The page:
If I need a HIPS, can you recommend one?

The second question is, is this the normal way of doing things when using the internet, firewall, and virus program together? (1 get infected, 2 get notice of infection from both the firewall and virus program, 3 reboot in safe mode, 4 remove bad files, 5 scan, 6 modify system settings back to normal)

If not, what is the prescribed method to deal with these viruses on the internet?

AFAIK, SSM is a very good HIPS. A lot of people use it, and there are no known compatibility issues with CPF (that I’m aware of). What you’re seeing is not a compatibility issue; you need to create an application rule (Application Monitor) for SSM’s update executable, to allow it to update.

In the event that you’re not sure what that executable is, I’ll give you some steps to take within CPF, to create the rule you need.

  1. Go to Security/Advanced/Miscellaneous.
  2. Move the Alert Frequency slider to High.
  3. Press OK.
  4. Reboot your computer (this clears out the old memory, and sets the changes). You may see alerts for svchost.exe, and for your default browser to be allowed to act like a server; you will need to allow these (they’re internal communications only, you don’t need to worry about them; you’re seeing it only because of the High alert setting).
  5. After logging back in, open the SSM application. Activate the updater.
  6. When you get the popup for it, check “Remember” and click Allow. Wait for the update to finish.
  7. Open CPF’s application window; click the Application Monitor link on the main page.
  8. Confirm that there is a rule to Allow SSM’s update module/executable.
  9. Go to Security/Advanced/Miscellaneous
  10. Move Alert Frequency slider to Medium (or low, which is the default).
  11. Press OK, reboot.

SSM may be kind of “busy” for you; I’m not sure, as I don’t use it. By “busy” I mean it may generate a lot of popups at first, with warnings about your applications. It’s establishing a pattern of behavior for your system. If you don’t like that, or you’re uncertain about exactly what it’s telling you, you might like CyberHawk (which is what I use).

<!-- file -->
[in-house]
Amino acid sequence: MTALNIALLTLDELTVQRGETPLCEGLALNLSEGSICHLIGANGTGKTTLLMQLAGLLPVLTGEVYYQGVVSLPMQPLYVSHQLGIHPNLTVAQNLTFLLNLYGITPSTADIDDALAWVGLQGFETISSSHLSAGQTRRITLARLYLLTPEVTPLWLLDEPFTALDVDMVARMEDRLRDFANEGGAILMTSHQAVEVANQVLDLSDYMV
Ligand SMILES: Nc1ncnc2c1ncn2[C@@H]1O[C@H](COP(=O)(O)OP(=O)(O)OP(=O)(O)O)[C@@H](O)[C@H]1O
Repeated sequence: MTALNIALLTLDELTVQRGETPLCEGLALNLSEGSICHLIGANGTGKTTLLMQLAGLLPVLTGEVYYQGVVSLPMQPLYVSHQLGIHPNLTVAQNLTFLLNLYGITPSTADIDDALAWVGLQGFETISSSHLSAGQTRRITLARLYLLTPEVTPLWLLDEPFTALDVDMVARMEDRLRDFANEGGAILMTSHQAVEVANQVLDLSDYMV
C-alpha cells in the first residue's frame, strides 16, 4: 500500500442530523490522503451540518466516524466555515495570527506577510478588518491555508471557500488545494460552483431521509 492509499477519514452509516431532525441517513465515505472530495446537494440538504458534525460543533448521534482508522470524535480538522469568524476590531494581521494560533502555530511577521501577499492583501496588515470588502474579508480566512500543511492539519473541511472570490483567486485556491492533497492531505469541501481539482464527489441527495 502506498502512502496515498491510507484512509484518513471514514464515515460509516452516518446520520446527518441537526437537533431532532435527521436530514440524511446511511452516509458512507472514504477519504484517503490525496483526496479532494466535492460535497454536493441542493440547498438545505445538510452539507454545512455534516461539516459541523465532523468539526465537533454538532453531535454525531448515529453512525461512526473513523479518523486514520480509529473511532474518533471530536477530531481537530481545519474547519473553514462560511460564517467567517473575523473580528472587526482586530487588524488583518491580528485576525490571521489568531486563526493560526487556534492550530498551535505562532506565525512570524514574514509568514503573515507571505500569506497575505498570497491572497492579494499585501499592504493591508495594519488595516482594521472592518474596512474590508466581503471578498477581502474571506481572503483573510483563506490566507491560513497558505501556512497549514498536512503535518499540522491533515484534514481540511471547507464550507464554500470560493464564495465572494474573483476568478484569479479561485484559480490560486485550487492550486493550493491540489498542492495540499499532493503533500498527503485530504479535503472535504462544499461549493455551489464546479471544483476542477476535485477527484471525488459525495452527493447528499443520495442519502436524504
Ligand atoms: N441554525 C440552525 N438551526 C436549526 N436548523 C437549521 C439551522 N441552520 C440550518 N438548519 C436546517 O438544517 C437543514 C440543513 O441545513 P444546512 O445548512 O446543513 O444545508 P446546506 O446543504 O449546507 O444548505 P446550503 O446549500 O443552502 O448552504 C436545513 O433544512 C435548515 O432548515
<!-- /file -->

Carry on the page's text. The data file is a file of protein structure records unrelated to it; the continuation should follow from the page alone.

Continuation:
On your second question from the last post, in a “perfect” scenario, you would expect the AV to notify you of an infection before the firewall does. However, AV’s are working off of DAT files (virus definitions), and they are usually running behind the viruses. In other words, the viruses are being changed/updated faster than the AV companies are getting the new DAT files updated and to the users. As far as the removal in safe mode, that will depend on the virus; by booting into safe mode a lot of applications (and perhaps some viruses) are not active, and thus the virus is easier to remove. Most AV sites have free removal tools (commonly called “stingers”); once you have identified the virus(es) you have, you can download the tool and follow their instructions to get rid of them.

It’s probably a good idea to read about the different types of malware, and what they do (ie, trojan, worm, virus, backdoor, dialer, etc). Again, most AV sites have info on these things as well.

Your current AV, AVG, has active scanning (on-access) and email, as well as on-demand scanning (scheduled). In addition to keeping that updated, I would also recommend using something like aSquared Free, which (in its free version) has only on-demand scanning. You can update and run this on a regular basis, to help ensure you are catching everything.

Hope this helps,


Thank you very much for the help. I am going to try that cyberhawk program and see how all this works.

No problem, glad to help.,4883.msg36148.html#msg36148 This is a link to a post of mine discussing HIPS and computer security. It gives a pretty good overview of my views on computer security, and security programs.

You might enjoy it, and Melih’s comments a couple posts later, about the HIPS that is planned for a future version of CPF.